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Editor’s Memo: Audacity Of Hope

THEY cheered, they danced in the streets, they screamed their hearts out and even cried in celebration of Barack Obama’s dramatic victory as the first ever black president of the United States which sent him to the White House.


It was a historical moment that seized the attention of the world like the release of Nelson Mandela in 1990. Even Mandela this week joined the Obama revellers.
The Obama victory symbolised a social and psychological revolution in the US. But what does it mean for other people, besides Americans?
First, Obama did not win because of the colour of his skin. Nor did he win in spite of it. This must guide us, especially in Africa, that race or tribe should not be the overriding factor in voting for leaders.
Obama won largely because of himself, shifting social dynamics of his transforming society, conditions on the ground and his fresh messages.
The “Audacity of Hope” carried Obama to a sweeping victory which left his supporters and rivals mesmerised. Trending against insurmountable historical odds, he was voted for, as he said, by “young and old, rich and poor, Democrat and Republican, black, white, Latino, Asian, Native American, gay, straight, disabled and not disabled”.
Obama won on his own terms, strategically and symbolically. It was a multicultural, multigenerational movement that shattered centuries-old racial barriers and ushered in an age of new hope, not just for the US, but the world at large.  
For the US, the Obama victory is historic and transformational. It marked a dramatic shift from the politics of race and hatred to the politics of ideas and programmes.
The Obama win thus changed the way the world looks at the US and gave hope that the country could still play a constructive role in international relations. The US’s reputation abroad has been damaged as much by institutionalised racism as by George Bush’s militaristic administration.
The world expects Obama to change this. Obviously Obama is aware of a crisis of expectations that he might suffer because everyone wants him to change just about everything wrong in the world.
Obama, as he said, will take over in the midst of “two wars, a planet in peril, the worst financial crisis in a century”. The good thing is he is alive to the fact that the “road ahead will be long and our climb will be steep”.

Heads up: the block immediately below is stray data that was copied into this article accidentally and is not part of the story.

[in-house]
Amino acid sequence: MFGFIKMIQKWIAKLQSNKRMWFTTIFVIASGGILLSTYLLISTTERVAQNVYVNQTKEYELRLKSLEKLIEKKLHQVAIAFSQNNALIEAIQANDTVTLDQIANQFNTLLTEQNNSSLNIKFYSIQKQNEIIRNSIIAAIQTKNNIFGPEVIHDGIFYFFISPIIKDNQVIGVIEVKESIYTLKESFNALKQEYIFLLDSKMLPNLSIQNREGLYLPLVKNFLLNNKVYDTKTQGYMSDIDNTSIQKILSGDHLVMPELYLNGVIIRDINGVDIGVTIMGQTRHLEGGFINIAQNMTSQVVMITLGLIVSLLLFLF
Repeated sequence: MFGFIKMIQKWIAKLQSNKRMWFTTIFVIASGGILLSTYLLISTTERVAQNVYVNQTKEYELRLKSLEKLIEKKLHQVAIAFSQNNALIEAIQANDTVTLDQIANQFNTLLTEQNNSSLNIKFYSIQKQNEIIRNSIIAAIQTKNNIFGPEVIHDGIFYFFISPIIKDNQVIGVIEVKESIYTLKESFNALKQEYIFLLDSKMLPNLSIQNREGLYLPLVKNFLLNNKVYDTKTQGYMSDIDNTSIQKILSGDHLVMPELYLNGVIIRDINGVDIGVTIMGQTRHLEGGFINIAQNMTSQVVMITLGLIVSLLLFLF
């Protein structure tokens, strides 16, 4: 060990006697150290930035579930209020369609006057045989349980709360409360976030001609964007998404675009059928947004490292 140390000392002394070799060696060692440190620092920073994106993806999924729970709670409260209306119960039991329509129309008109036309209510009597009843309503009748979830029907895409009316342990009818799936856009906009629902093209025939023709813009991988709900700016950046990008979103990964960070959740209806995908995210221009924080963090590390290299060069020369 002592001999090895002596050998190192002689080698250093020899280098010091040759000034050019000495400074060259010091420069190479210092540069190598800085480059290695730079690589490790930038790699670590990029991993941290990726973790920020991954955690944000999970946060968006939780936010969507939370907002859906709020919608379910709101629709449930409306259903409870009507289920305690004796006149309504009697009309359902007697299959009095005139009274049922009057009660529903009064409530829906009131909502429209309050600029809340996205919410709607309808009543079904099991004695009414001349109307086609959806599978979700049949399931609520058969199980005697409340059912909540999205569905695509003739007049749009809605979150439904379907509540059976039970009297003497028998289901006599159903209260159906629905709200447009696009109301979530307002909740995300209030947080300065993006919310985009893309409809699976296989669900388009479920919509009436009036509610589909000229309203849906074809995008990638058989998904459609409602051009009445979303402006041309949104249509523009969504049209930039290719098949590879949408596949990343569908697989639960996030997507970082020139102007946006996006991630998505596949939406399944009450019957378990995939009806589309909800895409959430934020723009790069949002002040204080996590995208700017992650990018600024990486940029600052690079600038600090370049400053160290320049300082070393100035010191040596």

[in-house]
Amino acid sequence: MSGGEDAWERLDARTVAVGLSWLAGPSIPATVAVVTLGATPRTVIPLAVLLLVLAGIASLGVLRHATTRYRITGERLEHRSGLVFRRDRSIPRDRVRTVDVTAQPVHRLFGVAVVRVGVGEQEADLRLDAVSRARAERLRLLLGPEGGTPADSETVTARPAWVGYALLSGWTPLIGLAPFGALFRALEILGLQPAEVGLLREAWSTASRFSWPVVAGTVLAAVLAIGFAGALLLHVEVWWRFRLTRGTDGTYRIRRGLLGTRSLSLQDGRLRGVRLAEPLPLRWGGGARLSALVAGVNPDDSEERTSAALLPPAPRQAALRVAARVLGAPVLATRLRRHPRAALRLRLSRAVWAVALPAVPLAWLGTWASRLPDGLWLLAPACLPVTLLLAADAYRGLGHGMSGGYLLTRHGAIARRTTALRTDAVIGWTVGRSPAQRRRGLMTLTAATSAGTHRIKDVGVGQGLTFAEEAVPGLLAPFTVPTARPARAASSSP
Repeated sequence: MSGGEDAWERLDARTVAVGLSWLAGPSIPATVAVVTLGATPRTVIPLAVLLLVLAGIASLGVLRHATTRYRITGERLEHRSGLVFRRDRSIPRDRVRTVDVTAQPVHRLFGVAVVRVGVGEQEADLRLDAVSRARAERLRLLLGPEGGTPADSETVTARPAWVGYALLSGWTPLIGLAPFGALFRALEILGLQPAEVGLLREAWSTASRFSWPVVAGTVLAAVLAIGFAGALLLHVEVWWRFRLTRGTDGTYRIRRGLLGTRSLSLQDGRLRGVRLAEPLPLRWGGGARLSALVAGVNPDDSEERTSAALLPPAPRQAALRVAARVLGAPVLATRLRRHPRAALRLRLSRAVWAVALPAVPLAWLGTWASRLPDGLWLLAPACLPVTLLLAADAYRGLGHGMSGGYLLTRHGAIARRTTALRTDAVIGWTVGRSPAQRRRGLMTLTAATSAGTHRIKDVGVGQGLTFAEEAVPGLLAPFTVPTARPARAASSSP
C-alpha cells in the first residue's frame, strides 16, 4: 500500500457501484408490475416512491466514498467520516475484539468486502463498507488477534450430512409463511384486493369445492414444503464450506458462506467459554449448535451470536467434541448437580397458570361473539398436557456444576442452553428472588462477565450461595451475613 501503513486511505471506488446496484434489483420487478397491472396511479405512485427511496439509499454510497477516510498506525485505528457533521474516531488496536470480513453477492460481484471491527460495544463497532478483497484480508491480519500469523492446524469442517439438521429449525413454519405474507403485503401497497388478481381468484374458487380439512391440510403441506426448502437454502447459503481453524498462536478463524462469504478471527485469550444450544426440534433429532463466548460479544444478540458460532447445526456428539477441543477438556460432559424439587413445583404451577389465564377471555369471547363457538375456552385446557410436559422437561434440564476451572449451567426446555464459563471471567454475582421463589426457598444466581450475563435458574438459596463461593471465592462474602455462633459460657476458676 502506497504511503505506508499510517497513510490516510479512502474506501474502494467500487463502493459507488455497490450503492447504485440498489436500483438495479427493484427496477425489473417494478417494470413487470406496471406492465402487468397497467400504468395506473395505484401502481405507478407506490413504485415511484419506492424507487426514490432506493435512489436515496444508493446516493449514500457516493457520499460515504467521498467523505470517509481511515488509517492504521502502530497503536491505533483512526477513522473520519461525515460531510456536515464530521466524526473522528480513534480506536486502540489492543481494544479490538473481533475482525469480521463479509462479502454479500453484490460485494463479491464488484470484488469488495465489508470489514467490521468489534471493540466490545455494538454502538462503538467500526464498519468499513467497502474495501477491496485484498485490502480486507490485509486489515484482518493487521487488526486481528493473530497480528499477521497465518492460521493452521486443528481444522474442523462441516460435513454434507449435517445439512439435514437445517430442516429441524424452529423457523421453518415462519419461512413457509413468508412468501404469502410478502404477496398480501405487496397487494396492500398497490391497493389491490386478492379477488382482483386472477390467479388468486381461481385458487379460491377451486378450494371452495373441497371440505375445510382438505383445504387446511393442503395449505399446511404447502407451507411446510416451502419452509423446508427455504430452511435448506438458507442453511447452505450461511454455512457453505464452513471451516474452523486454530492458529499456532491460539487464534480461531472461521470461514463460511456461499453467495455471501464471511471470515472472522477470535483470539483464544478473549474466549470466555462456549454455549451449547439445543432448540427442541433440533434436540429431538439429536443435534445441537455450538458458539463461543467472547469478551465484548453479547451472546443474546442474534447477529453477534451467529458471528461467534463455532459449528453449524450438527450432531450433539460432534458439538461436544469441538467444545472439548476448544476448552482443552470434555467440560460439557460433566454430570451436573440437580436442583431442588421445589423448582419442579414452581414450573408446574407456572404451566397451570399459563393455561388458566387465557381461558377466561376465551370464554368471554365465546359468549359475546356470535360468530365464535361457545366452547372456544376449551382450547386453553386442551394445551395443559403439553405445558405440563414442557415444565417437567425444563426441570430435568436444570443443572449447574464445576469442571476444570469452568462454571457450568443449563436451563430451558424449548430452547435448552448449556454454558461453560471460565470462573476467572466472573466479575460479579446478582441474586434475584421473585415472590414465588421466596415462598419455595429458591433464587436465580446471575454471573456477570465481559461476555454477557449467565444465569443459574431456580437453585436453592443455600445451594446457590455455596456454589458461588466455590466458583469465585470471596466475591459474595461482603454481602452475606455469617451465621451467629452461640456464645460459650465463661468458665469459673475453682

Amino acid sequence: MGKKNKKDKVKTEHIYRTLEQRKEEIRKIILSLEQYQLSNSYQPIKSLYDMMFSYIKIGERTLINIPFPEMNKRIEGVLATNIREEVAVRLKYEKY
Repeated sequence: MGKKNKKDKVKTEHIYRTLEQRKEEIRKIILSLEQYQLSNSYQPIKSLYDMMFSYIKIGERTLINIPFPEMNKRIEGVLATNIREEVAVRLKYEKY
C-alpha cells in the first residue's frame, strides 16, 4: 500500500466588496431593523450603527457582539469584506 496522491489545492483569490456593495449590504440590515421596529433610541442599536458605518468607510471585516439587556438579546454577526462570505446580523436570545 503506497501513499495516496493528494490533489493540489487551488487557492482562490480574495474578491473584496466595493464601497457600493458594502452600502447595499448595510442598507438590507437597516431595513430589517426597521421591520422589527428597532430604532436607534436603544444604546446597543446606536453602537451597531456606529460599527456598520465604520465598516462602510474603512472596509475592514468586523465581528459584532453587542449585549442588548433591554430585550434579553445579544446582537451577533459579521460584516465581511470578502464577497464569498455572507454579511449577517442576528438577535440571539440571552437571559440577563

Obama’s victory proved democracy allowed to roll can change the world.
The system is not perfect, but offers the best opportunity to right present and past wrongs and transform the world. It proved to all and sundry that with hope and hard work, nothing is unchangeable.
Even science has proven nothing is static. Mountains and other natural physical features subjected to particular conditions and processes do shift.
How then can social conditions and human mindsets be unalterable?  
Coming under the banner of change, Obama’s win gives hope to all those struggling for different forms of change around the world.
Almost certainly it would have given hope particularly to the oppressed people in Africa, Asia and other notorious outposts of tyranny scattered around the globe. Africa, including Zimbabwe, must learn something from Obama’s win. It must learn and accept democracy is the best form of governance there is at the moment. It must also accept modern politics are no longer about race and tribe; they are about issues.
In Africa, racism is no longer the problem in politics but tribalism. Many writers, including George Wittman, have shown how the politics of tribe in Africa have badly damaged the continent’s prospects of development and prosperity.
Tribalism south of the Sahara remains the dominant political force, and with it poverty, starvation, disease, exploitation and genocide, still holds back the region’s development.
Ethnic conflicts or tensions hold sway and strike at the foundations of unity, peace and stability, ingredients of progress and success.
Kwame Nkrumah, Ghana’s first president, denounced the African tribal system, saying it was one of the main factors undermining the continent’s march towards independence and development. It was his view that the colonial rulers had manipulated the continent through tribal rivalries.
All over Africa, from the north to the south to the west and east and in the heart of the continent, tribal structures and prejudices continue to be used mostly by dictators to manipulate politics and control the lives of the citizens.
The pervasive culture of tribalism, which thrives on intolerance, hate and discrimination, defines most Africans’ lives and supersedes anything that other civilisations including Christianity and Islam have introduced.Tribal blocs and practices have now been co-opted into what passes for democratic processes and sometimes nothing wrong is seen in tribalism by those who practise and benefit from it.
Tribalism has become more an impediment to democracy than other practices such as religion or class in Africa. Ethnic or clan identity and bonds are used as a major tool of political mobilisation, more so than ideas and programmes, during elections, mainly by dictators, hence their disastrous leadership and policy failures.
The Trouble with Nigeria by Chinua Achebe explains this in detail. It is high time Africa discards primitive practices and embraces democracy.
The Obama victory teaches us that the time for the politics of race and tribe is gone. Africa must rise to the occasion and embrace democracy based on viable policies and leadership capabilities, not tribal agendas.

By Dumisani Muleya 

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